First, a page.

Thom Nichols


Technology is evolution outside the gene pool

Tweet your Project status with Maven and Groovy

I saw a tweet from Tim_Yates a while ago about keeping track of Groovy plugin releases.  Well, what if each plugin project had its own Twitter feed?

That's essentially what I've done for the HTTPBuilder project, my solution for making the complexities of HTTP both simple and accessible from Groovy.  HTTPBuilder automatically 'tweets' every time I publish a release as part of the build process. 

I've been meaning to write this for a while and now that I've been beaten to the punch by an Ant/Java solution, it's motivated me to finally share this.

Thank you GMaven!

Maven and the GMaven plugin take care of the bulk of the work here.  GMaven already has the capability to run a Groovy script when a certain build phase is executed in Maven.  So, add a simple script that uses the Twitter REST API, et voila!  You automatically tweet to your users every time a release (or snapshot) is deployed.  How cool is that?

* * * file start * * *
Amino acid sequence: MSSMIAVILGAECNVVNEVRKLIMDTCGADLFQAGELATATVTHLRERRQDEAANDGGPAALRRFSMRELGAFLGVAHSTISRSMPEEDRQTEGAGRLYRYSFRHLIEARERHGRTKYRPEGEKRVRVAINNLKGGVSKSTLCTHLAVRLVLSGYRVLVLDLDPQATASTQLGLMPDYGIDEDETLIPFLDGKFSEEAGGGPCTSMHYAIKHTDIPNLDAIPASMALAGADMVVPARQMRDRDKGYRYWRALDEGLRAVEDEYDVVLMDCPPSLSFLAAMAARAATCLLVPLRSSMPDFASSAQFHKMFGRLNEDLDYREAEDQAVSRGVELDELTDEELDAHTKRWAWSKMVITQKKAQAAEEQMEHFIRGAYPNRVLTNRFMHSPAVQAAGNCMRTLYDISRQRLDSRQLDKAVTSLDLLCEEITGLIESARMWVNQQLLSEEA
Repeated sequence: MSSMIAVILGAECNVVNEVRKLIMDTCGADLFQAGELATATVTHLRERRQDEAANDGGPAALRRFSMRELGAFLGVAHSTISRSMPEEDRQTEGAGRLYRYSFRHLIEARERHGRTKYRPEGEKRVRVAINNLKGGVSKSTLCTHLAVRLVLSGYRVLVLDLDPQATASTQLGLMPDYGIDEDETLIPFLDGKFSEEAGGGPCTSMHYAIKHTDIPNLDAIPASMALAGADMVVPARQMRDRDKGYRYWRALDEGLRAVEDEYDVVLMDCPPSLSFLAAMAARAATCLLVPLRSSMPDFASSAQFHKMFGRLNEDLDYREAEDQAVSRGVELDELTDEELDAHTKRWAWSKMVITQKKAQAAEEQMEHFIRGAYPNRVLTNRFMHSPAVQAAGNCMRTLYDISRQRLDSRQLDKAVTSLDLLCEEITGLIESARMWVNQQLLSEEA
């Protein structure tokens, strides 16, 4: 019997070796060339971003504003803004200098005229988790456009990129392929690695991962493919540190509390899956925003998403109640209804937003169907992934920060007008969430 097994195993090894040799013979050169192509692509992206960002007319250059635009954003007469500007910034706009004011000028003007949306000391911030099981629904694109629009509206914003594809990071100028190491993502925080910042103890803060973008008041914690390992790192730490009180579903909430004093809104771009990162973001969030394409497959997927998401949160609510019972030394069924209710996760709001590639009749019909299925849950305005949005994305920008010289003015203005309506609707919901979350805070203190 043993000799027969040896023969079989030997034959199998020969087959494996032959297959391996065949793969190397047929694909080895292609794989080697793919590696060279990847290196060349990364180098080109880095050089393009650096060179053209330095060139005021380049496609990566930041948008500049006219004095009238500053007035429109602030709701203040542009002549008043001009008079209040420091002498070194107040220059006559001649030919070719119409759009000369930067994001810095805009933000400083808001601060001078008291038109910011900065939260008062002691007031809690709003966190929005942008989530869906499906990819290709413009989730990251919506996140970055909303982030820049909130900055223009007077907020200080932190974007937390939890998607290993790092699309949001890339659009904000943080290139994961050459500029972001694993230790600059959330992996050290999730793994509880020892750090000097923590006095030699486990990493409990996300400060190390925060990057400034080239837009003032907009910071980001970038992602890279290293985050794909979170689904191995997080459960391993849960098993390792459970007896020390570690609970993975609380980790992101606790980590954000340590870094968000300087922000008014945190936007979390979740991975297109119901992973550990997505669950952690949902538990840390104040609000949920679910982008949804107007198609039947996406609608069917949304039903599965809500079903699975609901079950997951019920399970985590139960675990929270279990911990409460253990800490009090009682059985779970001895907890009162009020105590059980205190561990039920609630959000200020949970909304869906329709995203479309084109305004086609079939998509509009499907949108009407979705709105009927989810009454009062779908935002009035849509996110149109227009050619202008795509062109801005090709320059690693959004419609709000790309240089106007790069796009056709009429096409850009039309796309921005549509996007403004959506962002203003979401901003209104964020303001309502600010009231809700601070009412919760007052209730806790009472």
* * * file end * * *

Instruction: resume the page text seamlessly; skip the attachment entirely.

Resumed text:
The Script

The script itself is fairly simple -- at least, HTTPBuilder makes is easy -- thanks to OAuth integration and simple POST support.  This takes care of the twitter authentication and message encoding:
// Send a Twitter update when a release is made.  Cool!

import static*

@Grab(group='org.codehaus.groovy.modules.http-builder', module='http-builder', version='0.5.1')
twitter = new RESTClient( '' )


println "Sending tweet..."

msg = "v${pom.version} has been released! (${new Date()}) #groovy"

resp = body : [ status:msg, source:'httpbuilder' ],
        requestContentType : URLENC, contentType:TEXT )

println "Tweet response status: ${resp.statusLine}"
println '!/httpbuilder/status/${}'
assert resp.statusLine.statusCode == 200
Thanks to GMaven, you can get handy bits of build information (like the project version) from the 'pom' object that is automatically added to the script scope. 

Maven Configuration

The Maven piece is equally simple:

That's It!

I wish it was more complicated, but it's really not.  Execute a groovy script when you test, build or release an artifact in Maven.  And if a lot projects did this, it would be very easy to keep up-to-date on your latest releases. 

Category: Maven Groovy REST